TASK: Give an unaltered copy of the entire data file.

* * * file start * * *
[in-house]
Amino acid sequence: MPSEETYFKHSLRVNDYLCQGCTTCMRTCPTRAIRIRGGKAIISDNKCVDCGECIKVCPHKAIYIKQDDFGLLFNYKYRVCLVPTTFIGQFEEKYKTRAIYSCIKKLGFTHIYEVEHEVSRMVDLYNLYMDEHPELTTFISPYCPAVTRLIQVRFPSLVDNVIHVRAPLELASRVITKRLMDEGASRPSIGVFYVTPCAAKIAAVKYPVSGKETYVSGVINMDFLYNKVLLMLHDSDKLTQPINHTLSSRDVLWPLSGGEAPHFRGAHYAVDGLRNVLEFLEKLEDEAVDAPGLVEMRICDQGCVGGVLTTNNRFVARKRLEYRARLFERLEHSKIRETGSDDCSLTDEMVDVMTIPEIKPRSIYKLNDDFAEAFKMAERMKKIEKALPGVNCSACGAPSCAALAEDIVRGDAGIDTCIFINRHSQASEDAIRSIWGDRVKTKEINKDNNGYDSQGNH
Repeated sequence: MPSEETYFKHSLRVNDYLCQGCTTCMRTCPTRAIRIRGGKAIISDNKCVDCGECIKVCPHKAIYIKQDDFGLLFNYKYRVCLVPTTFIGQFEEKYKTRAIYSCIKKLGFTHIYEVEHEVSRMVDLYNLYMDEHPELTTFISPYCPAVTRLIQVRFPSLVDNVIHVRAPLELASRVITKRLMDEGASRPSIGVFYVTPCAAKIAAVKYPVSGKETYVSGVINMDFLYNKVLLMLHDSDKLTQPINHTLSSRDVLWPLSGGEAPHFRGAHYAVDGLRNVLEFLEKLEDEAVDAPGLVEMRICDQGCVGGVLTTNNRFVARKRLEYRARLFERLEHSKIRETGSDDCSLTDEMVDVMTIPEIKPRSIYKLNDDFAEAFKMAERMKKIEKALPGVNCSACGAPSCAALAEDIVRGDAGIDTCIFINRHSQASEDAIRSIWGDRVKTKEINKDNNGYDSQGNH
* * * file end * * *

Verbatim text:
[in-house]
Amino acid sequence: MPSEETYFKHSLRVNDYLCQGCTTCMRTCPTRAIRIRGGKAIISDNKCVDCGECIKVCPHKAIYIKQDDFGLLFNYKYRVCLVPTTFIGQFEEKYKTRAIYSCIKKLGFTHIYEVEHEVSRMVDLYNLYMDEHPELTTFISPYCPAVTRLIQVRFPSLVDNVIHVRAPLELASRVITKRLMDEGASRPSIGVFYVTPCAAKIAAVKYPVSGKETYVSGVINMDFLYNKVLLMLHDSDKLTQPINHTLSSRDVLWPLSGGEAPHFRGAHYAVDGLRNVLEFLEKLEDEAVDAPGLVEMRICDQGCVGGVLTTNNRFVARKRLEYRARLFERLEHSKIRETGSDDCSLTDEMVDVMTIPEIKPRSIYKLNDDFAEAFKMAERMKKIEKALPGVNCSACGAPSCAALAEDIVRGDAGIDTCIFINRHSQASEDAIRSIWGDRVKTKEINKDNNGYDSQGNH
Repeated sequence: MPSEETYFKHSLRVNDYLCQGCTTCMRTCPTRAIRIRGGKAIISDNKCVDCGECIKVCPHKAIYIKQDDFGLLFNYKYRVCLVPTTFIGQFEEKYKTRAIYSCIKKLGFTHIYEVEHEVSRMVDLYNLYMDEHPELTTFISPYCPAVTRLIQVRFPSLVDNVIHVRAPLELASRVITKRLMDEGASRPSIGVFYVTPCAAKIAAVKYPVSGKETYVSGVINMDFLYNKVLLMLHDSDKLTQPINHTLSSRDVLWPLSGGEAPHFRGAHYAVDGLRNVLEFLEKLEDEAVDAPGLVEMRICDQGCVGGVLTTNNRFVARKRLEYRARLFERLEHSKIRETGSDDCSLTDEMVDVMTIPEIKPRSIYKLNDDFAEAFKMAERMKKIEKALPGVNCSACGAPSCAALAEDIVRGDAGIDTCIFINRHSQASEDAIRSIWGDRVKTKEINKDNNGYDSQGNH